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The Guardian: Mega-merger talk fuelled by Shell’s Canadian move (article speculates on BP Shell mega merger)

· Oil group tries to simplify North American business
· Unnamed bidder in talks with Premier Oil

Terry Macalister
Tuesday October 24, 2006

Shell was at the centre of buyout moves and speculation last night after it unveiled plans to spend C$7.7bn (£3.7bn) simplifying its North American business. This was seen by some as a step towards a £230bn mega-merger with BP.

The Anglo-Dutch oil group has also had its name linked with Premier Oil, although most industry experts rule out Shell being the unnamed company in takeover talks with the exploration firm.

Shell said yesterday it would buy the 22% it did not own in Shell Canada, which is independently managed. It is quoted on the Toronto stock exchange and heavily involved with oil sands production in Alberta. “We think the interests of the Shell Canada minority shareholders are well served by accepting the cash offer we are proposing,” said Jeroen van der Veer, Shell’s chief executive.

A Shell spokeswoman said the deal would speed up decision making and integrate the business into the Shell group. “It naturally follows from the successful unification of the wider Royal Dutch Shell company in 2005 to a group with one chief executive and one headquarters,” she added.

Shell must still secure the support of its subsidiary’s board and more than half of the outstanding shares being tendered, but few industry experts anticipate opposition. Equity analysts said the move was “good housekeeping” and may be one that could more easily be achieved by Shell before any possible tie-up with BP.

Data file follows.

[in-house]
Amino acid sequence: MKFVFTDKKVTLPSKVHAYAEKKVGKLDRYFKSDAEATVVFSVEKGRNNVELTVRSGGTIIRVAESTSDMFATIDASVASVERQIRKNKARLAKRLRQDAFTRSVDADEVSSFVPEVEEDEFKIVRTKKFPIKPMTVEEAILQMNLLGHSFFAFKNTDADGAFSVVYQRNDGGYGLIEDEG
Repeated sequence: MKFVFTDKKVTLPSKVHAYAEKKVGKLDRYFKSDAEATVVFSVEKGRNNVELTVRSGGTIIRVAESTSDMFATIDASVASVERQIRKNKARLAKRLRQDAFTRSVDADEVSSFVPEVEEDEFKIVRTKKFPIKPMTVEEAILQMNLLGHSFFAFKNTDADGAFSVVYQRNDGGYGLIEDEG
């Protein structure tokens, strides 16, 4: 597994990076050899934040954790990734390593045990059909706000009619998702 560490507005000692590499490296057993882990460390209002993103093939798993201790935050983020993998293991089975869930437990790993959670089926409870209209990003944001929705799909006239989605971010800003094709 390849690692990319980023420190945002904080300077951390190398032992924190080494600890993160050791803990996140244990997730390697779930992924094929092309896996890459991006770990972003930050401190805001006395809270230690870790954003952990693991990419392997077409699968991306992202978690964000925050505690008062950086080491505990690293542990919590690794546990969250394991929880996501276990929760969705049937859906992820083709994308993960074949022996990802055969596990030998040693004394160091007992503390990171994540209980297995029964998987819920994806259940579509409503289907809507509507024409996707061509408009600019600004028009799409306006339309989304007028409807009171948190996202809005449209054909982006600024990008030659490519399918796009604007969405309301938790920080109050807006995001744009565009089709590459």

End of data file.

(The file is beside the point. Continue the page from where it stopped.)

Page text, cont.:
In the summer Britain’s biggest company acknowledged that it had been looking at the idea of a merger as part of “scenario planning”.

The spokeswoman declined yesterday to discuss the possibility of mergers with BP or Premier Oil, insisting the company’s policy was to “never comment on market speculation”.

Recently Wall Street analysts have put out research notes on the benefits to both sides of a tie-up, although they accept there would be big regulatory hurdles to overcome.

“A Shell-BP merger would make a lot of sense and would allow [the BP chief executive Lord] John Browne to leave his company on a high note,” Fadel Gheit, an analyst with Oppenheimer & Co in New York, said yesterday. Mr Gheit put out a note last week saying that Shell and BP could make annual savings of more than $5bn and significantly improve the new company’s operating efficiency. This would help it compete with ExxonMobil.

BP’s share price has risen by less than 6% and Shell’s less than 8% this year while ExxonMobil’s has soared by 24% and Mr Gheit, unlike many of his fellow analysts, thinks regulatory clearance could be achieved without too many divestitures being demanded.

Mr Gheit also believes that a merger creating the largest stock market-quoted oil group in the world would be a crowning achievement for Lord Browne, who is due to retire in 2008.

BP has been hit by regulatory investigations into safety, environmental and trading problems in the United States that look set to dog Lord Browne until he stands down.

Premier Oil, which has long been the target of takeover speculation, said yesterday it had received a preliminary takeover offer, although it admitted talks were at an “extremely early stage”.

Shares rose 7% but Premier admitted “the proposal is subject to a number of conditions, including due diligence and financing”. The reference to financing ruled out, in many minds, any suggestion that a company as big as Shell was involved. Premier did not identify the potential bidder and City experts said there was speculation that it could be Pemex of Mexico or a company from the Middle East or even the Far East.

Premier is reported to have already received a bid worth about £1.2bn and its name has most recently been linked with Shell.

Last month Premier’s chief executive, Simon Lockett, denied receiving a takeover approach from the Anglo-Dutch group. Premier has assets in the North Sea but also owns some much further afield, in countries such as Indonesia, Pakistan and Guinea Bissau.

Bruce Evers, an analyst with Investec Securities, questioned the kind of company that would offer £1.2bn for a company with production of only 36,000 barrels a day and a working entitlement to 160m barrels of recoverable reserves.

http://business.guardian.co.uk/story/0,,1929784,00.html

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